All you have to do is to replace ASUS' DMedia.exe (C:\Program Files (x86)\ASUS\ATK Package\ATK Media) with the supplied one and you are almost done. Zaak404's versione requires you to write a small configuration file to make his program interact only with one single media player... I'm lazy (and I reinstall windows frequently) so I made my own version of his program and it doesn't require any user effort.

So, kudos to zaak404 for doing all the real (read "hard") work on this code. I just edited it to make it work "globally". I'm using windows' keybd_event function, which has been around from win 3.1 I think :D It's deprecated, but it still works in windows 7 so... I don't give a fuck about it ;)

I packed the binary in a Zip file with a .bat file. To install it just right-click install.bat and run it as administrator. Now restart your PC and all should work fine. If it doesn't it probably means ASUS changed the default DMedia.exe's directory, so you have to find the new one and copy manually .\bin\Release\DMedia.exe.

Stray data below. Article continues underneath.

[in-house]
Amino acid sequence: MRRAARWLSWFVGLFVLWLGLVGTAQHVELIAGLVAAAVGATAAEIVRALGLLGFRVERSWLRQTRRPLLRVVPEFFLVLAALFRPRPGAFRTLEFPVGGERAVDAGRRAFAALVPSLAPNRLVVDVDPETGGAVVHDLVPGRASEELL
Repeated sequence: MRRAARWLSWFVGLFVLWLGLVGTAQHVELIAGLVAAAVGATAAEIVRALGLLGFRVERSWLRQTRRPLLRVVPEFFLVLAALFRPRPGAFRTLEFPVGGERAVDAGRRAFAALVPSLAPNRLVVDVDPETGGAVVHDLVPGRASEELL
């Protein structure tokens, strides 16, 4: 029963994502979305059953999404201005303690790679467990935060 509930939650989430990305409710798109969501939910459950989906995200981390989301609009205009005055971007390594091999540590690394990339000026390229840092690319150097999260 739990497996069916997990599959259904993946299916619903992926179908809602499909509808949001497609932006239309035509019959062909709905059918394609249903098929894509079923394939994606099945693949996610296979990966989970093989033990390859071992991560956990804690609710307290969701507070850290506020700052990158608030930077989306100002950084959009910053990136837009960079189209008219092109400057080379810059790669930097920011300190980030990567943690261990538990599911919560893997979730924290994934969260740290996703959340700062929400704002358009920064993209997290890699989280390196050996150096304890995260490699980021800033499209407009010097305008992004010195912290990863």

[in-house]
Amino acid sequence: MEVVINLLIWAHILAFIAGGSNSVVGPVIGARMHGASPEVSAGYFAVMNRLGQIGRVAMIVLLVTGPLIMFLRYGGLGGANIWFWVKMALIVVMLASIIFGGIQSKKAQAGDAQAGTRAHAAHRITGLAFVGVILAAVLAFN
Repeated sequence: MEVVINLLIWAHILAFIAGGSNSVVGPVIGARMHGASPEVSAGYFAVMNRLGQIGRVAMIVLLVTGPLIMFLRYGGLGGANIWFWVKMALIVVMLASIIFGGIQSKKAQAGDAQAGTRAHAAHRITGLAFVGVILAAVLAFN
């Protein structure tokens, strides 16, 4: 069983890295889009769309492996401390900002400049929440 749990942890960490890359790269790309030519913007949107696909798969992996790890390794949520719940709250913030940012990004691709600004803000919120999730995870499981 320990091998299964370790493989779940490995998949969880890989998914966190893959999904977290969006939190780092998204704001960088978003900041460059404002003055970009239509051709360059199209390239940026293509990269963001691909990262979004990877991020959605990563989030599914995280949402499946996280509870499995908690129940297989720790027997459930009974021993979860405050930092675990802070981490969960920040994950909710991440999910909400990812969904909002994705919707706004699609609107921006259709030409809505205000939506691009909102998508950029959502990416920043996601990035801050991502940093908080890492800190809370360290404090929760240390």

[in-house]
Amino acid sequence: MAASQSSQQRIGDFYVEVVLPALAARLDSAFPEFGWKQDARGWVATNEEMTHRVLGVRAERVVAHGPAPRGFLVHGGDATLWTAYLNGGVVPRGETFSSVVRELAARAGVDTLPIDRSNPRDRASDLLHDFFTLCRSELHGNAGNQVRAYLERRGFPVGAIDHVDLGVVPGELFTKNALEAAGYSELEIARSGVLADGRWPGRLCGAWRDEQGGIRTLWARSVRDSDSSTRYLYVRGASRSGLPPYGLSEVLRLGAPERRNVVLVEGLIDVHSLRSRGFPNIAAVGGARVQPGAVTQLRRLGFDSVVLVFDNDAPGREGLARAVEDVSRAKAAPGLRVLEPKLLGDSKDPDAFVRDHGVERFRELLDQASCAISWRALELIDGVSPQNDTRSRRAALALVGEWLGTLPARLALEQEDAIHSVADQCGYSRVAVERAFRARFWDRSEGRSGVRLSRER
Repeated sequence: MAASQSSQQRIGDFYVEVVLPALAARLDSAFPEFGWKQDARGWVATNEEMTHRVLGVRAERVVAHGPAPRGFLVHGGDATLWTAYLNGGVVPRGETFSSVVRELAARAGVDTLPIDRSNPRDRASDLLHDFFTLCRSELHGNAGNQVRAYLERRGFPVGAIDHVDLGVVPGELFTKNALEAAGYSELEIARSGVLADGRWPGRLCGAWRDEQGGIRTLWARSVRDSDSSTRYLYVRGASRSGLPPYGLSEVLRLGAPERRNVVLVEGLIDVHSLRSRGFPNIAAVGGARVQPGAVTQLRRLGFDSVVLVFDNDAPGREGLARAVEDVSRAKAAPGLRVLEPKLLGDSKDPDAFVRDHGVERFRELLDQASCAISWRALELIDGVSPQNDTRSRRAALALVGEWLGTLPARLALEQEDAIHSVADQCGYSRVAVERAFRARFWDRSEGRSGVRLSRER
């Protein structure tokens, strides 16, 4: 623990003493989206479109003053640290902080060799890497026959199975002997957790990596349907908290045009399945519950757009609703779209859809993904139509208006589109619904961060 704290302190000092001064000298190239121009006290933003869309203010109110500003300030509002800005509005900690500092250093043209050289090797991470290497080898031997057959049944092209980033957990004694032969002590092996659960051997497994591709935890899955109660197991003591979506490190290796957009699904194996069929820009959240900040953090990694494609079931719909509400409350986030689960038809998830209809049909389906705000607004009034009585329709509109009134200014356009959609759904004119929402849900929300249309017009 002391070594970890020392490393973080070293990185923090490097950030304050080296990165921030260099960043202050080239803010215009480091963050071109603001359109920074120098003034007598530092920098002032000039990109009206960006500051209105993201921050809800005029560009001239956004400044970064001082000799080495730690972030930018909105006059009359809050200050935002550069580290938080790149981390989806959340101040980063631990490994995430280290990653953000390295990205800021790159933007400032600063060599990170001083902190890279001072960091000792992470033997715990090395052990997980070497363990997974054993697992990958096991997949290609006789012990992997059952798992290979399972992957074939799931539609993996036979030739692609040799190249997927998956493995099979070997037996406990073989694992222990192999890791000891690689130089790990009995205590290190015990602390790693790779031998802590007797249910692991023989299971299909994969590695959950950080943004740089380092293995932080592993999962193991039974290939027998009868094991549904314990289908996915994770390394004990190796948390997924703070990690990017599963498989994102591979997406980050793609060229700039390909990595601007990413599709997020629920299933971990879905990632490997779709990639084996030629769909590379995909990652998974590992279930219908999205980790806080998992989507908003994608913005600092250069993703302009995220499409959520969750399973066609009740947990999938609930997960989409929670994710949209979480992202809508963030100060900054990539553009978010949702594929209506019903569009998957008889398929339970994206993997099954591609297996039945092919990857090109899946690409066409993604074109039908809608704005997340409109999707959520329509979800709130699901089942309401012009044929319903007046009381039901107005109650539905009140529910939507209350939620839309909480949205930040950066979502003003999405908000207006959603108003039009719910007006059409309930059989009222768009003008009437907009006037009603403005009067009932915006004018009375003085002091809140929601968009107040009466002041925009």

If you have any other problem, just drop a comment below.

Download .ZIP
Repository@BitBucket

Monday, April 2, 2012

Rainy Day (AKA "Random stuff in Processing")

So here we are again... A little test-sketch done in Processing (http://processing.org/) to test out the feasibility of some ideas, of my brother, about a simple art installation.

The idea is to put a projector and a camera in a dark room. The projector would show a greyish background along with computer generated rain (simple stuff, not photorealistic) and cast the shadow of the people passing against a wall.
Using the camera and some Processing/OpenFrameworks kung-fu the rain should start bouncing against shadows' edges.

Here's a screenshot of the first sketch. Just trying out some ideas with a static and simple image:


The rendering (without the OPENGL option) is quite slow, as you can see in the applet linked below. That's due to some quick'n'dirty hacks to get the job done in less time. I also lowered the number of particles created per-frame.